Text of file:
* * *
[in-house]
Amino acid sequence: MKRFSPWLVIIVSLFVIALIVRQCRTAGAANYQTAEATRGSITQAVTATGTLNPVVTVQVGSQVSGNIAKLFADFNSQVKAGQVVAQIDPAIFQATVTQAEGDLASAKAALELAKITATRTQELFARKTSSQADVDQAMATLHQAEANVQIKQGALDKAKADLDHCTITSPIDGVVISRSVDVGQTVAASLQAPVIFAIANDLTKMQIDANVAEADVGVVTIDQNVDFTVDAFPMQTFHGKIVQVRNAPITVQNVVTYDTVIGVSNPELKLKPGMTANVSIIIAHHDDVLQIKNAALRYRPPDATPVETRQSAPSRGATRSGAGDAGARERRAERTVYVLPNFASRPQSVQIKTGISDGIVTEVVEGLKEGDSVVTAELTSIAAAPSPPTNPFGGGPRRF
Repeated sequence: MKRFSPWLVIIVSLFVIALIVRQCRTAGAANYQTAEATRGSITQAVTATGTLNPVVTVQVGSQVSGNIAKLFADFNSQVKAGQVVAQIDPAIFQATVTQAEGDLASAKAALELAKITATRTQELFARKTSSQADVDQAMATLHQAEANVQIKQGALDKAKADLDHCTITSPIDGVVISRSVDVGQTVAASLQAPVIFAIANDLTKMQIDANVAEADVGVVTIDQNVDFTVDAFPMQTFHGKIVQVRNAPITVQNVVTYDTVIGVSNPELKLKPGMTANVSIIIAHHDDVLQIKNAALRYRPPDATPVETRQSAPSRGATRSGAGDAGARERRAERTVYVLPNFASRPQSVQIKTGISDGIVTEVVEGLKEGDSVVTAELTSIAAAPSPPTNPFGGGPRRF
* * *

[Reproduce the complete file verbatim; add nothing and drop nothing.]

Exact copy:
[in-house]
Amino acid sequence: MKRFSPWLVIIVSLFVIALIVRQCRTAGAANYQTAEATRGSITQAVTATGTLNPVVTVQVGSQVSGNIAKLFADFNSQVKAGQVVAQIDPAIFQATVTQAEGDLASAKAALELAKITATRTQELFARKTSSQADVDQAMATLHQAEANVQIKQGALDKAKADLDHCTITSPIDGVVISRSVDVGQTVAASLQAPVIFAIANDLTKMQIDANVAEADVGVVTIDQNVDFTVDAFPMQTFHGKIVQVRNAPITVQNVVTYDTVIGVSNPELKLKPGMTANVSIIIAHHDDVLQIKNAALRYRPPDATPVETRQSAPSRGATRSGAGDAGARERRAERTVYVLPNFASRPQSVQIKTGISDGIVTEVVEGLKEGDSVVTAELTSIAAAPSPPTNPFGGGPRRF
Repeated sequence: MKRFSPWLVIIVSLFVIALIVRQCRTAGAANYQTAEATRGSITQAVTATGTLNPVVTVQVGSQVSGNIAKLFADFNSQVKAGQVVAQIDPAIFQATVTQAEGDLASAKAALELAKITATRTQELFARKTSSQADVDQAMATLHQAEANVQIKQGALDKAKADLDHCTITSPIDGVVISRSVDVGQTVAASLQAPVIFAIANDLTKMQIDANVAEADVGVVTIDQNVDFTVDAFPMQTFHGKIVQVRNAPITVQNVVTYDTVIGVSNPELKLKPGMTANVSIIIAHHDDVLQIKNAALRYRPPDATPVETRQSAPSRGATRSGAGDAGARERRAERTVYVLPNFASRPQSVQIKTGISDGIVTEVVEGLKEGDSVVTAELTSIAAAPSPPTNPFGGGPRRF